On Friday we had our first herd health check with our veterinarian Paul Schwab. Overall he thought that our older flock of sheep, donkeys, and goats were in surprisingly good shape, especially given their ages. He did try to help us with Billy, our large rescue wether. He apparently had a tear of his collateral ligament in his right ankle and has an unstable gait because of this. He used some Bovi-Bond to try to even the hoof and improve his gait. Here he is after the gluing.
Two days later it does seem to be helping. He is holding his ankle straighter now so hopefully he will be more comfortable. Part of the problem is that he is so big, there is a lot of weight on that joint. Here are my notes from the checkup:
These are the goats notes, and the sheep notes were on the other side. Basically it is a list of tasks I would like to accomplish to keep our animals healthy. I am thrilled to have a knowledgable large animal vet to help us with the struggles of an elderly herd of livestock.
Yesterday I worked, but I came home this morning with big plans for fruit and vegetable preservation. But when I went to the barnyard, my plans all changed. I heard the distinct sounds of chicks cheeping. I soon saw three little chicks with a black hen in front of the barn. More hay loft chicks! So I quickly had to clean out the weasel-proof chick pen to protect these little guys from predation. Then I was able to move them into the pen with relative ease.
I laid down fresh newspaper and shavings. I got fresh water and chicken feed for them. Tom went up to the hay loft and found the hidden nest. There was one dead chick that hadn’t emerged from its shell, but 8 eggs that might still be viable. So he brought them down, and I tried to make a nest for them. The hen did set on the eggs with the chicks which is an improvement from past experiences. It is still tenuous though if these eggs will hatch successfully.
One thing I noticed is that when the hen found the grain, she pluck pieces out, appeared to try to chew them into smaller pieces and deposit them on the ground for the chicks to eat. I have never seen this before. I tried to capture this in the video.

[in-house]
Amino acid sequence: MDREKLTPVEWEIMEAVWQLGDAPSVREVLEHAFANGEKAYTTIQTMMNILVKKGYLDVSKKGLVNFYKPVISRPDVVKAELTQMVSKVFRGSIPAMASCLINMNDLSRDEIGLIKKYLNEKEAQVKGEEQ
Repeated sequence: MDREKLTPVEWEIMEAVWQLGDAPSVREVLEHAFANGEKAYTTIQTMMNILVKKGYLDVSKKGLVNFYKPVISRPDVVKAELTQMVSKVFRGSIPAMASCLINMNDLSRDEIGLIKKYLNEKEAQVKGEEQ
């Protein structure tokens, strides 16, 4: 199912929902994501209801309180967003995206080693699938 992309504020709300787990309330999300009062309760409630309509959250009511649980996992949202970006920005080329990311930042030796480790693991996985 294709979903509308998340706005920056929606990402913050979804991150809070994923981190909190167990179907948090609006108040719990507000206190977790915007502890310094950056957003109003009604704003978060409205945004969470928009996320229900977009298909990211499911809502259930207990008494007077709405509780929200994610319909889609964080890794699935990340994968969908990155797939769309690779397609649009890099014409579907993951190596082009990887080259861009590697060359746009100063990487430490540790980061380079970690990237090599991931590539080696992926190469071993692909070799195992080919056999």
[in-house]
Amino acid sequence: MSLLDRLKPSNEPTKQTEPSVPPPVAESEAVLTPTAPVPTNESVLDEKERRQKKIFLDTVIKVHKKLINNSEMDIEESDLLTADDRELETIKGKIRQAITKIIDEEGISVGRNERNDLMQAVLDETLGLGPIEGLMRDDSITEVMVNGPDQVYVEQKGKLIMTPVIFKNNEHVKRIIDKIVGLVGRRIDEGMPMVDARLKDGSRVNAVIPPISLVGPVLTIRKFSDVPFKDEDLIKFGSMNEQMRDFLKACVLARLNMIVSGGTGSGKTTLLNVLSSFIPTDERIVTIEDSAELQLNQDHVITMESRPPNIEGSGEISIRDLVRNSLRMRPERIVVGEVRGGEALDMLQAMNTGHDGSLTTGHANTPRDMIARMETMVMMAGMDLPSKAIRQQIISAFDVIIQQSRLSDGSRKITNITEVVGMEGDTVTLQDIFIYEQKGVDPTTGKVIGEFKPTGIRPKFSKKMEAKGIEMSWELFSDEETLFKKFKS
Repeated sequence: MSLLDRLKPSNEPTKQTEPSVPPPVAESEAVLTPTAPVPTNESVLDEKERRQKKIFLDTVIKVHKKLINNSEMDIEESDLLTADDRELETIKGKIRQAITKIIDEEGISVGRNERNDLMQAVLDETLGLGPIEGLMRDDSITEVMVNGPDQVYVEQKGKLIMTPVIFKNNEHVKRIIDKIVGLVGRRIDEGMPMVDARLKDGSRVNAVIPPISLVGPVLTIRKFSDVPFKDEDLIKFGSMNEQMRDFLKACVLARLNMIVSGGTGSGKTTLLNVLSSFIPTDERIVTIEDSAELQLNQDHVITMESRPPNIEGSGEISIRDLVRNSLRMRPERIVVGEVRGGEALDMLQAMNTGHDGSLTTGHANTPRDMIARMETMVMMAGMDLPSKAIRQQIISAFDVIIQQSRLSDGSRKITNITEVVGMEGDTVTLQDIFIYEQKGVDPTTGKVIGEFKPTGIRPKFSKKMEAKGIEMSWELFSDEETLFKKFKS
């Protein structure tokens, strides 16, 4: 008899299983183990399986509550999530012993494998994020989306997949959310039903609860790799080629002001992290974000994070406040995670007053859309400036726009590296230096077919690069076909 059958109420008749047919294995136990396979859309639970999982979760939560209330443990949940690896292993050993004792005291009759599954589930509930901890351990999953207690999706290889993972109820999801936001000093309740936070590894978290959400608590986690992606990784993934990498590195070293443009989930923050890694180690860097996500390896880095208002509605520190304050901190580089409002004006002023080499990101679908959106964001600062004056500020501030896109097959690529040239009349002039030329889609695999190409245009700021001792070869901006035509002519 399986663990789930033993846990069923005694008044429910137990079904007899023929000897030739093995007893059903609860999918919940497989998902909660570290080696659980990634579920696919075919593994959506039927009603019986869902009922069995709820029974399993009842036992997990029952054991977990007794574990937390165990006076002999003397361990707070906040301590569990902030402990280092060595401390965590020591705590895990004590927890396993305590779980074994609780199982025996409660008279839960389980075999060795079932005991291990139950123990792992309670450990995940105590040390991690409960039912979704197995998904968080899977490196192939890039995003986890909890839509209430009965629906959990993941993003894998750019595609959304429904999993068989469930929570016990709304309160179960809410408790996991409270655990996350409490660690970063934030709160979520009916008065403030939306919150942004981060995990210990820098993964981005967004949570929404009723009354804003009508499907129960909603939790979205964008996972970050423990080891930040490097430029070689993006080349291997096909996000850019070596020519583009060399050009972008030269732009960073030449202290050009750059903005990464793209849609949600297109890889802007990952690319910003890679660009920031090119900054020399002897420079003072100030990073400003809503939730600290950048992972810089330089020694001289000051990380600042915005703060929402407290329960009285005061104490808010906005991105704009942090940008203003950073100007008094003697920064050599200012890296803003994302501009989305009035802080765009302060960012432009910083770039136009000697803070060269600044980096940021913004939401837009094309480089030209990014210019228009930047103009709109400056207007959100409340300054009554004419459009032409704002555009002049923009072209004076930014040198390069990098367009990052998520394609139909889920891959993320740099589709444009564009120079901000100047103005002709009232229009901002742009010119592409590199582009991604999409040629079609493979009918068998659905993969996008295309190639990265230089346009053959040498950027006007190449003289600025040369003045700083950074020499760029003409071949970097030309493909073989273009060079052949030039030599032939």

They seemed to be doing well.
When we did our herd health check on Friday, we had moved the cows into the barn. They managed to bust out, but I had picked up some peahen eggs to keep them from getting crushed under the cows’ hooves. I moved them to the chicken’s nesting area to protect them, and a chicken hen decided to set on them. Since the peahen was showing no interest in them I decided to let the chicken have a chance. This morning she was still setting on them. So there is a slight change we might have peachicks again.
With all of the extra animal chores this morning, my plans for produce work was waylaid. I guess on our farm, animals take precedence over vegetables. Maybe this evening I will get to the green beans and tomorrow morning back to the plums.
My health update: I am back on prednisone to see if it will help with my progressively worsening palpitations and shortness of breath. So far, it is just interfering with my ability to sleep though. I have a stress echocardiogram on Wednesday after I get my sixth COVID testing done tomorrow. Please send good thoughts/wishes/prayers that I might get a treatable diagnosis.